Publication

When is fiscal adjustment an illusion?

Easterly, W., de Haan, J. & Gali, G., Apr-1999, In : Economic Policy. 28, p. 57-89 31 p.

Research output: Contribution to journalArticleAcademicpeer-review

APA

Easterly, W., de Haan, J., & Gali, G. (1999). When is fiscal adjustment an illusion? Economic Policy, (28), 57-89.

Author

Easterly, W ; de Haan, J ; Gali, G. / When is fiscal adjustment an illusion?. In: Economic Policy. 1999 ; No. 28. pp. 57-89.

Harvard

Easterly, W, de Haan, J & Gali, G 1999, 'When is fiscal adjustment an illusion?', Economic Policy, no. 28, pp. 57-89.

Standard

When is fiscal adjustment an illusion? / Easterly, W; de Haan, J; Gali, G.

In: Economic Policy, No. 28, 04.1999, p. 57-89.

Research output: Contribution to journalArticleAcademicpeer-review

Vancouver

Easterly W, de Haan J, Gali G. When is fiscal adjustment an illusion? Economic Policy. 1999 Apr;(28):57-89.


BibTeX

@article{5da2624a1b4547f18628de24e843b451,
title = "When is fiscal adjustment an illusion?",
abstract = "Fiscal adjustment is an illusion when it lowers the budget deficit or public debt but leaves government net worth unchanged. Conventional measures of the budget deficit largely show the change in public sector debt. Ideally, the measured deficit would reflect the change in Public sector net worth. Many people consider it impractical to try to measure public sector assets. My paper does not discuss what the deficit should measure, but instead proposes a positive and testable theory of how governments actually behave.When an outside agent forces a reduction in a government's conventional deficit and debt accumulation, the government responds by lowering asset accumulation or increasing hidden liabilities. Since government net worth is unchanged, such fiscal adjustment is an illusion. Using data from countries with World Bank and IMF fiscal adjustment programmes, and case studies of EMU countries' compliance with the Maastricht criteria, I confirm my theoretical predictions: fiscal adjustment in these countries was at least partly an illusion.",
author = "W Easterly and {de Haan}, J and G Gali",
year = "1999",
month = "4",
language = "English",
pages = "57--89",
journal = "Economic Policy",
issn = "0266-4658",
publisher = "Oxford University Press",
number = "28",

}

RIS

TY - JOUR

T1 - When is fiscal adjustment an illusion?

AU - Easterly, W

AU - de Haan, J

AU - Gali, G

PY - 1999/4

Y1 - 1999/4

N2 - Fiscal adjustment is an illusion when it lowers the budget deficit or public debt but leaves government net worth unchanged. Conventional measures of the budget deficit largely show the change in public sector debt. Ideally, the measured deficit would reflect the change in Public sector net worth. Many people consider it impractical to try to measure public sector assets. My paper does not discuss what the deficit should measure, but instead proposes a positive and testable theory of how governments actually behave.When an outside agent forces a reduction in a government's conventional deficit and debt accumulation, the government responds by lowering asset accumulation or increasing hidden liabilities. Since government net worth is unchanged, such fiscal adjustment is an illusion. Using data from countries with World Bank and IMF fiscal adjustment programmes, and case studies of EMU countries' compliance with the Maastricht criteria, I confirm my theoretical predictions: fiscal adjustment in these countries was at least partly an illusion.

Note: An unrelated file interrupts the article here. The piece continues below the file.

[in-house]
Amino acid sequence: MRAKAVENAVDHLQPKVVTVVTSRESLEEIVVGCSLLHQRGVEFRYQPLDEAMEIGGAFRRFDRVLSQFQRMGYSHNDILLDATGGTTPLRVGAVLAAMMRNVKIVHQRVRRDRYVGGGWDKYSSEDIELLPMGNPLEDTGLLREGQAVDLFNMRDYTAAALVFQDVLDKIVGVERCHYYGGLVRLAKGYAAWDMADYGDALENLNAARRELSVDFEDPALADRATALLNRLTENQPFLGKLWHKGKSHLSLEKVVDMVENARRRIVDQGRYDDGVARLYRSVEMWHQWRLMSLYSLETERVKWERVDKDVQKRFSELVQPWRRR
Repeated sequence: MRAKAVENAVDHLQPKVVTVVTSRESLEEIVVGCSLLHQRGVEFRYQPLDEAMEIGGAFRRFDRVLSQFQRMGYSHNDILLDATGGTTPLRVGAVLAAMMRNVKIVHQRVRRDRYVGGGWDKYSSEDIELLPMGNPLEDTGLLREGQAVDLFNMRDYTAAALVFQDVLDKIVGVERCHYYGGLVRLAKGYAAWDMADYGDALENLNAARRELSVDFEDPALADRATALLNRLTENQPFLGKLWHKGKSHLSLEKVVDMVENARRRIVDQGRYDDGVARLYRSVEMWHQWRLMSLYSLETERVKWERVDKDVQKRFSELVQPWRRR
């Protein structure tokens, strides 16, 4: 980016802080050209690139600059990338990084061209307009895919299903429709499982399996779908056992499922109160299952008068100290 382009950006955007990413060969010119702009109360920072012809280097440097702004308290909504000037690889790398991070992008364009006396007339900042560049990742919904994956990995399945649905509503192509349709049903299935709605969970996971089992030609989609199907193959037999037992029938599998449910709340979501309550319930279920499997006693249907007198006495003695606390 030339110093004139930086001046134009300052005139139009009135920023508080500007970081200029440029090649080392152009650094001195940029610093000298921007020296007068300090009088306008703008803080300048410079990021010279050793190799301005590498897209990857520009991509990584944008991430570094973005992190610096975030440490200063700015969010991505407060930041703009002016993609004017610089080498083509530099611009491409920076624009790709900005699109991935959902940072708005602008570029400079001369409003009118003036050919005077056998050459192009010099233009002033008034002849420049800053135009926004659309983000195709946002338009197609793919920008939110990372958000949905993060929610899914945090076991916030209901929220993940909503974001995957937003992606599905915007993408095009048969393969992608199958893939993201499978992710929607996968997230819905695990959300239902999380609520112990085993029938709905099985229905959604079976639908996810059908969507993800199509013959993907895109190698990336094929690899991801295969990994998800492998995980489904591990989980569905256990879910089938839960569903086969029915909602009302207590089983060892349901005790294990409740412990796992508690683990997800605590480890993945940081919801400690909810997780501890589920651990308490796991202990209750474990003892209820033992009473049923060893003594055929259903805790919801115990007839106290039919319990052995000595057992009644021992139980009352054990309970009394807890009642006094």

AB - Fiscal adjustment is an illusion when it lowers the budget deficit or public debt but leaves government net worth unchanged. Conventional measures of the budget deficit largely show the change in public sector debt. Ideally, the measured deficit would reflect the change in Public sector net worth. Many people consider it impractical to try to measure public sector assets. My paper does not discuss what the deficit should measure, but instead proposes a positive and testable theory of how governments actually behave.When an outside agent forces a reduction in a government's conventional deficit and debt accumulation, the government responds by lowering asset accumulation or increasing hidden liabilities. Since government net worth is unchanged, such fiscal adjustment is an illusion. Using data from countries with World Bank and IMF fiscal adjustment programmes, and case studies of EMU countries' compliance with the Maastricht criteria, I confirm my theoretical predictions: fiscal adjustment in these countries was at least partly an illusion.

M3 - Article

SP - 57

EP - 89

JO - Economic Policy

JF - Economic Policy

SN - 0266-4658

IS - 28

ER -

ID: 3790457